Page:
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Whenever a galvanic cell is explained in textbooks/videos, it usually starts by showing that if you put a piece of $\ce{Zn}$ in a $\ce{Cu^{2+}}$ ion solution, the $\ce{Zn}$ will become oxidized and transfer $\ce{2e-}$ to the $\ce{Cu^{2+}}$ ion, so the $\ce{Cu^{2+}}$ becomes a neutral $\ce{Cu}$ metal.

I understand this, but in a galvanic cell, the $\ce{Zn}$ never actually touches the $\ce{Cu^{2+}}$ ions, the $\ce{Zn}$ and $\ce{Cu}$ are only connected with wires. I don't understand how the $\ce{Zn}$ can be oxidized and transfer ions through the current.

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Zinc electrode is anode and copper electrode is cathode. The two electrodes are connected by a electrically conducting wire. At anode, $\ce{Zn}$ atoms are oxidised to $\ce{Zn^2+}$ which go into the solution, and the electrons are left on the metal strip.

The electrons produced in the oxidation half-reaction at anode are transferred through the wire to $\ce{Cu}$ electrode where they are consumed. The $\ce{Cu^2+}$ ions are reduced to metallic $\ce{Cu}$ which coats on the $\ce{Cu}$ strip.

Thus, oxidation and reduction half reactions occur at separate electrodes and the current flows through the wire. A salt bridge maintains neutrality in both the compartments by a flow of ions.

The overall cell reaction can be given as:

$$\ce{Zn (s) + Cu^2+ -> Zn^2+ + Cu (s)}$$

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    $\begingroup$ How can the Zink atoms be oxidized in the first place? How can some Zink that is just minding its own business,placed in a solution of Zinksulfat(away from the Copper ion solution), suddenly lose electrons? $\endgroup$ – IdiotThatNeedsHelp Feb 10 '15 at 16:59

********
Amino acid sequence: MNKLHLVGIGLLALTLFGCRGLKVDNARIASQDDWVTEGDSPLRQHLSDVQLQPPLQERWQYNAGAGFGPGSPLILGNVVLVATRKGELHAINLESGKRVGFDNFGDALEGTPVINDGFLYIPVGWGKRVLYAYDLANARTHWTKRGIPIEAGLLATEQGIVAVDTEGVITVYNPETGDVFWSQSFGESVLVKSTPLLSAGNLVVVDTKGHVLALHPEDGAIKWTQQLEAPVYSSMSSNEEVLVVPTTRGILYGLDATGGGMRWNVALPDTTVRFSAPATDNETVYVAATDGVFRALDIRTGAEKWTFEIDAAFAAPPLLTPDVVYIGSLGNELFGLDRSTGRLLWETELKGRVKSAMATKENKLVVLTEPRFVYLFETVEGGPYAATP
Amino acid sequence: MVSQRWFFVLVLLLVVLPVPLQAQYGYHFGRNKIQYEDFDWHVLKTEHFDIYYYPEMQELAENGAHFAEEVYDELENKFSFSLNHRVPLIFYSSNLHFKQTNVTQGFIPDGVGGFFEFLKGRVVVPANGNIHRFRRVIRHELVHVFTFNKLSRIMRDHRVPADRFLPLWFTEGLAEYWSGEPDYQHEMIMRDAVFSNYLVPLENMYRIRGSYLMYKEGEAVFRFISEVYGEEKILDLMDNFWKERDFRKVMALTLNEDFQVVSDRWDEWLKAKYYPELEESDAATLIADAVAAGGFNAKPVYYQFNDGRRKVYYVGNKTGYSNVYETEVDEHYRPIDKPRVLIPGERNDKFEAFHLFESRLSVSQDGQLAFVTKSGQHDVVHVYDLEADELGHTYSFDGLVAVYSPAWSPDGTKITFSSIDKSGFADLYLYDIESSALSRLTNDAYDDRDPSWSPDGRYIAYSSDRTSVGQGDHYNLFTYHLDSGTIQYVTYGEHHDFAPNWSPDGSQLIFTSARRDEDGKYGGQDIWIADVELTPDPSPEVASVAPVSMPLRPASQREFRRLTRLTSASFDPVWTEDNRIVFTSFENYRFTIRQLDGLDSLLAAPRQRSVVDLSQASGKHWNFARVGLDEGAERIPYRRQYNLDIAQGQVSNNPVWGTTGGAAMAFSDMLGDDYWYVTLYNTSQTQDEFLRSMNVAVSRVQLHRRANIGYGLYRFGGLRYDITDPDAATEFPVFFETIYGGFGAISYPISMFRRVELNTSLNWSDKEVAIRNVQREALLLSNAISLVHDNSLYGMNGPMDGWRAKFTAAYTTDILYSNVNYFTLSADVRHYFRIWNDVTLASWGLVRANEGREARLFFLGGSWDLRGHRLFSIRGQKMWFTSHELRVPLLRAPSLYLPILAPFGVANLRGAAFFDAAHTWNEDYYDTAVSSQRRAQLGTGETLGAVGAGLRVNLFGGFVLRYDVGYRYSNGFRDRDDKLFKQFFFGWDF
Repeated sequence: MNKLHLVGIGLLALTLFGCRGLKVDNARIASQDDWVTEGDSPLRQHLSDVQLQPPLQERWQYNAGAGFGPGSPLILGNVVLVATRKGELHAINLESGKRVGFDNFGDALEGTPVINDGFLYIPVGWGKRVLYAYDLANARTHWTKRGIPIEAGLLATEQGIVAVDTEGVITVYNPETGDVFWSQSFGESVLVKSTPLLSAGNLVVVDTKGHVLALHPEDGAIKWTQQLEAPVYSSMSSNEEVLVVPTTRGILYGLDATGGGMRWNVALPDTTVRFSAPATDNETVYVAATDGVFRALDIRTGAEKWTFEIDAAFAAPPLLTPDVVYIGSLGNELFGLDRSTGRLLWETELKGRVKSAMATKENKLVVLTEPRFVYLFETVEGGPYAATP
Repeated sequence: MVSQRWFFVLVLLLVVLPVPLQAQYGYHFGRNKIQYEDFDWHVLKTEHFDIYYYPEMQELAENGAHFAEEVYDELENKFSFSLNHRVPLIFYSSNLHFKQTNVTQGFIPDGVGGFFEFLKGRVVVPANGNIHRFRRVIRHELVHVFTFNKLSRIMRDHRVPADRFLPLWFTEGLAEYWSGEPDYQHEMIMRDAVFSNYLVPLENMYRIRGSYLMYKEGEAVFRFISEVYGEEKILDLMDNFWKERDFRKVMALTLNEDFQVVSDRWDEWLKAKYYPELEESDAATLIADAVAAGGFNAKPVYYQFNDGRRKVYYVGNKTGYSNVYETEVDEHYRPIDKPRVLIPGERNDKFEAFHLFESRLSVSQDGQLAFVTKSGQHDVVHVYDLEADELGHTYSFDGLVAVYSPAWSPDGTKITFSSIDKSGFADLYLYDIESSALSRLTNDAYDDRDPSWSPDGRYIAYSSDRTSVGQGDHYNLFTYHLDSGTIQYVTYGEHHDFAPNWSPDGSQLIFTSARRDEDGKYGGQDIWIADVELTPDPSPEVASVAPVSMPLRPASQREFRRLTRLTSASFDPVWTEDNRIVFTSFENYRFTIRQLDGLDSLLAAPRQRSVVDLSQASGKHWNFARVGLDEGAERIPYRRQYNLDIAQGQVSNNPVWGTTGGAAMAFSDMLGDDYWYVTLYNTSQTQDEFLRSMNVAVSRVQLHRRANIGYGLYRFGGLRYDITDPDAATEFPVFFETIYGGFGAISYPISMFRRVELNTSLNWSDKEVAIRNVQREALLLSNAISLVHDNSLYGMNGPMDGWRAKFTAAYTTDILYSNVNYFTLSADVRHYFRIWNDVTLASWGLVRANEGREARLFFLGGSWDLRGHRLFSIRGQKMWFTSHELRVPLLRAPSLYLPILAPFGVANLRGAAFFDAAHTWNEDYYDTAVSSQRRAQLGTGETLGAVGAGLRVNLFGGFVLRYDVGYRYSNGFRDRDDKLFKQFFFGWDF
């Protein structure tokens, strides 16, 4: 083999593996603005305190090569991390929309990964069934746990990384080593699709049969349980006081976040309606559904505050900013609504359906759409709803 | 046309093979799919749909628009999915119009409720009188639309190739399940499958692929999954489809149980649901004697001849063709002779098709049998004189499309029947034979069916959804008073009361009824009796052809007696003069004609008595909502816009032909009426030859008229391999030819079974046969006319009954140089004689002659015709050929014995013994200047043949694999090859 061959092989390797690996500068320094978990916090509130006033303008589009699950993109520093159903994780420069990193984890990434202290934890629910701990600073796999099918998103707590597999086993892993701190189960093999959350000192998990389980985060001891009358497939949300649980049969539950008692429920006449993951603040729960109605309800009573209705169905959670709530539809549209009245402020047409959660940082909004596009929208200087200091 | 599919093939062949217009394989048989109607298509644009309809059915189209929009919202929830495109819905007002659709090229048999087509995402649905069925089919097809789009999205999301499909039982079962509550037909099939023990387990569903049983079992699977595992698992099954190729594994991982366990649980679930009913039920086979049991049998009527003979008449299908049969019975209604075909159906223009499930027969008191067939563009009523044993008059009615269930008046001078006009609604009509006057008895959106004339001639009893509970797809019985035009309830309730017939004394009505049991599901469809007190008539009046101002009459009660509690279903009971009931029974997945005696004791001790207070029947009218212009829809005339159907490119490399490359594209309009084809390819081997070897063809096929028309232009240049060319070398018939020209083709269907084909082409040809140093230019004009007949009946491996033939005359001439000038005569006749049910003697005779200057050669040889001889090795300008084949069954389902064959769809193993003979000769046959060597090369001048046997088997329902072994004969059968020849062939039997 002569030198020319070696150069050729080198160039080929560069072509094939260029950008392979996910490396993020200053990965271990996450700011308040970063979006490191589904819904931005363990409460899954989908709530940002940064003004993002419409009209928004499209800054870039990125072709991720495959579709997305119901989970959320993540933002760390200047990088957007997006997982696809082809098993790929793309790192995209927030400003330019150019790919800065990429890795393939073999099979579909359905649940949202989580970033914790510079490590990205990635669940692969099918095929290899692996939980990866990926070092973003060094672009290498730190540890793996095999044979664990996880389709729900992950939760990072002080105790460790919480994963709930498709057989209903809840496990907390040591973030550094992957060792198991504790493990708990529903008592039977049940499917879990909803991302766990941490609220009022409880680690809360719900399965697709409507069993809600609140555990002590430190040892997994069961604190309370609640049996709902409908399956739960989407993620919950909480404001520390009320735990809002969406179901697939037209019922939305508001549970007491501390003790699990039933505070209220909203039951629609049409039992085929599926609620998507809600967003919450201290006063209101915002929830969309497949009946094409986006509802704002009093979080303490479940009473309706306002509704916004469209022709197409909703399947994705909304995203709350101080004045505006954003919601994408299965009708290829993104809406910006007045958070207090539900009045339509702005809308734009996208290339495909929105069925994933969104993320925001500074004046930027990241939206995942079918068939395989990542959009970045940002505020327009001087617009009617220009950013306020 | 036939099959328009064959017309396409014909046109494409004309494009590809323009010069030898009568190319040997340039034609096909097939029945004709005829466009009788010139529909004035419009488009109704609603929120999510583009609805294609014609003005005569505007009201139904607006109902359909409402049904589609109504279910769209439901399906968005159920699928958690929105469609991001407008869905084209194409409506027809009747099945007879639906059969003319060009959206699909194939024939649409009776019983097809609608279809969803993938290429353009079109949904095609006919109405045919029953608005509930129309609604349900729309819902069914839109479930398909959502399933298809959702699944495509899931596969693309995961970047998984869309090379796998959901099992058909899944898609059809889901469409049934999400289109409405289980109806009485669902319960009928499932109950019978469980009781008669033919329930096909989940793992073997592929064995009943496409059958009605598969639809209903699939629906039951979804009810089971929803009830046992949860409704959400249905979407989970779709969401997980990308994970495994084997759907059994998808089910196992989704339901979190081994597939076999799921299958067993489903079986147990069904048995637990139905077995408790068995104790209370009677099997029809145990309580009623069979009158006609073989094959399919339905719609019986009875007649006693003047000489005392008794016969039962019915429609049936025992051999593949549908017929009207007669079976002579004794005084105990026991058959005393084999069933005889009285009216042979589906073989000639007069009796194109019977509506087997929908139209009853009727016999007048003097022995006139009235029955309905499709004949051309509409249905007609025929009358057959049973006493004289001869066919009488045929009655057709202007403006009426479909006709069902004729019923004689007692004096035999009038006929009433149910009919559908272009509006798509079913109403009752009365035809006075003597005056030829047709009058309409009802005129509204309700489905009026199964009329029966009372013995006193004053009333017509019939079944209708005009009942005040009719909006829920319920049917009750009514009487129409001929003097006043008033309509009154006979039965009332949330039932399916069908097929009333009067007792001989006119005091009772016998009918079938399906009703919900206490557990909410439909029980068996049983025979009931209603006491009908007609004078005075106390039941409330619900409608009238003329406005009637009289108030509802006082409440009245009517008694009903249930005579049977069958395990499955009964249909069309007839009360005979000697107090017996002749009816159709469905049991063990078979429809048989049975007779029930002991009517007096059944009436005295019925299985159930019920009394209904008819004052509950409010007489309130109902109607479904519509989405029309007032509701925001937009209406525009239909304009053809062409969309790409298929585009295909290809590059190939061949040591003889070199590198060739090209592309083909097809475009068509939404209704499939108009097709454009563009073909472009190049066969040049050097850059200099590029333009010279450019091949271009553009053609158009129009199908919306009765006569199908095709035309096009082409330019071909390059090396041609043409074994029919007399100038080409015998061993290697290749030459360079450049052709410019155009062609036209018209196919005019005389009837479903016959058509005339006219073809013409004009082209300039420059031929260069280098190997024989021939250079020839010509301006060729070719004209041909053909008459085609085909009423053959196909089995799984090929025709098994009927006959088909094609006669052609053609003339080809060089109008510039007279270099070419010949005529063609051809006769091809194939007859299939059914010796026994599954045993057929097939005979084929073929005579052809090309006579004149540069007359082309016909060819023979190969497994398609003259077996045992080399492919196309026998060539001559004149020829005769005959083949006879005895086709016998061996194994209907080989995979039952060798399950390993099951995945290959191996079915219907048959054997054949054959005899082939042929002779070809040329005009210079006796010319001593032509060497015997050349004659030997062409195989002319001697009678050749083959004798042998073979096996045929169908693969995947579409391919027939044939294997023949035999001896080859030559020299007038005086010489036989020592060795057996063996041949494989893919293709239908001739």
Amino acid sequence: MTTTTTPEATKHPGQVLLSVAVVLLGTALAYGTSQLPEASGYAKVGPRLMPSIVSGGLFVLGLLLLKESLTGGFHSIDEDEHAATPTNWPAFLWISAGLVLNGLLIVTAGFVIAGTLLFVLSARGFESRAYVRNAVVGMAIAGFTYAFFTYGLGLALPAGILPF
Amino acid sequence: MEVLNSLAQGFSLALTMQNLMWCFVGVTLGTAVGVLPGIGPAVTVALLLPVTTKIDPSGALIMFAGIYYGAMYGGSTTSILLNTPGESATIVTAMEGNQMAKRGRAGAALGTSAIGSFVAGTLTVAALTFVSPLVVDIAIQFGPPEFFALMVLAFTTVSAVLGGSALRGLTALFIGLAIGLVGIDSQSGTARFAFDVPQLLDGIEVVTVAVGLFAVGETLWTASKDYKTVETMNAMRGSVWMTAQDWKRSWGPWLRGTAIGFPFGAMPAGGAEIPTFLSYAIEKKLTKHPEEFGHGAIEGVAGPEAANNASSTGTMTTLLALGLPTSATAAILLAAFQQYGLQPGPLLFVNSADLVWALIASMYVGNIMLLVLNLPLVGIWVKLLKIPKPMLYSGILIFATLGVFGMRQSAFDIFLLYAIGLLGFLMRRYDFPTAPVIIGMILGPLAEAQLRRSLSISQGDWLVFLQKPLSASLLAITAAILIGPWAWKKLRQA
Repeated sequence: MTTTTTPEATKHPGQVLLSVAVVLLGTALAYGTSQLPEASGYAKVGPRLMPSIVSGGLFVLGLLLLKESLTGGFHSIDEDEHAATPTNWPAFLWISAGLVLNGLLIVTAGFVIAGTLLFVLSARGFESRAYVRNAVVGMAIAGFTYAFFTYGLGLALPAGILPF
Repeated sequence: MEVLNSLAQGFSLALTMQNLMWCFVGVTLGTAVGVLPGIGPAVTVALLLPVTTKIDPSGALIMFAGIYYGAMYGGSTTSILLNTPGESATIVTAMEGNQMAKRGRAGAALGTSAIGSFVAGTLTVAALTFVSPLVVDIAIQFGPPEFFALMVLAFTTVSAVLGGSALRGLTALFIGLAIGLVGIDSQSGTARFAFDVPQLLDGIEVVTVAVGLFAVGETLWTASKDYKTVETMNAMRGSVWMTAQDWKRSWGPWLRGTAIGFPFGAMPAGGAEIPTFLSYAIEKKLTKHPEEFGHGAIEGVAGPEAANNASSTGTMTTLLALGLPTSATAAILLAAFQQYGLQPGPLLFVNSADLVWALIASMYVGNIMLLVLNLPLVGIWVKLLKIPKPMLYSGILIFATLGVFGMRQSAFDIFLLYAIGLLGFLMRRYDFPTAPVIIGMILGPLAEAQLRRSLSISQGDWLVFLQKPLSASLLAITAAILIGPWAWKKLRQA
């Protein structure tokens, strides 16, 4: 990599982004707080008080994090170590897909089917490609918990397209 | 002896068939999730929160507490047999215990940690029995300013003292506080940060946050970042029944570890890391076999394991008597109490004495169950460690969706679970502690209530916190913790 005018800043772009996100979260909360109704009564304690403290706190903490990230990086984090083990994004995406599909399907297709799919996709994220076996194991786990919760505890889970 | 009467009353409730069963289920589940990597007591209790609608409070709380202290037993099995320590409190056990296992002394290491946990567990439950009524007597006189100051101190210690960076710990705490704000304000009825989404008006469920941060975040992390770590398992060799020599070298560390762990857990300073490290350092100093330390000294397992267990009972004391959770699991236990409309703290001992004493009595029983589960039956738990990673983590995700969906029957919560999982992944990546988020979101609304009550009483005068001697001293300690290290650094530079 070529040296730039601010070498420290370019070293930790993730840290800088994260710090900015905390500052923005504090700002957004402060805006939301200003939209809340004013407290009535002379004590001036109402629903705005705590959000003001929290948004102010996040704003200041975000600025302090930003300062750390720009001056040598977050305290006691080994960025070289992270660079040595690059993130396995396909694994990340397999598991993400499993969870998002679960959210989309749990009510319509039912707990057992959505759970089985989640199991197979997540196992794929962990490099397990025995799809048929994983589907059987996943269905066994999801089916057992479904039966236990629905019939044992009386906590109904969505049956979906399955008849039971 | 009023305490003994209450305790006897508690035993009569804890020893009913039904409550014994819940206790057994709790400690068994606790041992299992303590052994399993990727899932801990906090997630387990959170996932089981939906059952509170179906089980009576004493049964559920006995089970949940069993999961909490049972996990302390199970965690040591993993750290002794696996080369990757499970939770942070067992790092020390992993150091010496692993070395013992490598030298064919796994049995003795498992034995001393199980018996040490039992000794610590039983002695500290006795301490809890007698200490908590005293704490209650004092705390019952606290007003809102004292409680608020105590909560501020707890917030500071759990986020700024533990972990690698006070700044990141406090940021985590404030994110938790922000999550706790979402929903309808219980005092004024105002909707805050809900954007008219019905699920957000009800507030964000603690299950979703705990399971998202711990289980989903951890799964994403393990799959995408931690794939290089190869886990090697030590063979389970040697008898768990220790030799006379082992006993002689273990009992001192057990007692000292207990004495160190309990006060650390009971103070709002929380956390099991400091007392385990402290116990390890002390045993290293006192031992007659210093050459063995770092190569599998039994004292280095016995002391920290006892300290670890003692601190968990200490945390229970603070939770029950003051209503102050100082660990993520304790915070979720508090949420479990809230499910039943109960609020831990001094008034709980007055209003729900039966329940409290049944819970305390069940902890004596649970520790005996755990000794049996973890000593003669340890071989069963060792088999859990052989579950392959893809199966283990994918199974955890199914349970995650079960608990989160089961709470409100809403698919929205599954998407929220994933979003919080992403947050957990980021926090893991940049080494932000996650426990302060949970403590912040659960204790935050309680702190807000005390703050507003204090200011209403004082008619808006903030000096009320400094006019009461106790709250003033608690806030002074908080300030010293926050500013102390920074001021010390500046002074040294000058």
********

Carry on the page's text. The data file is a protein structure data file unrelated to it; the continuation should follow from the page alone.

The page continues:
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    $\begingroup$ Because the dissociation of zinc into ions leads to decrease of its overall energy. The free energy change for this reaction is around $-213 kJ$ and as the entropy change isn't significant, the overall reaction is spontaneous. Also, It works in that direction and not the reverse (at standard conditions) because copper atoms are more closely and strongly bonded in the solid metal than zinc atoms. $\endgroup$ – Gokul Feb 10 '15 at 17:12
  • $\begingroup$ So the zinc reacts with the zink ions in the zinksulfat solution and thus releases electrons? I thought that in order for an element to send electrons to another, the first element has to be lower in the galvanic series. $\endgroup$ – IdiotThatNeedsHelp Feb 10 '15 at 17:28
  • $\begingroup$ No, the zinc does not react with the zinc ions. It dissociates into electrons as it is energetically favourable for it to dissociate rather than staying as a metal. $\endgroup$ – Gokul Feb 10 '15 at 17:37
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    $\begingroup$ This process is thermodynamically governed by the Gibbs free energy equation. The equation is $\Delta{G} = \Delta{H} - T\Delta{S}$. For dissociation of zinc, the free energy is about $-213kJ$, thereby making it spontaneous. Read more here $\endgroup$ – Gokul Feb 11 '15 at 1:53

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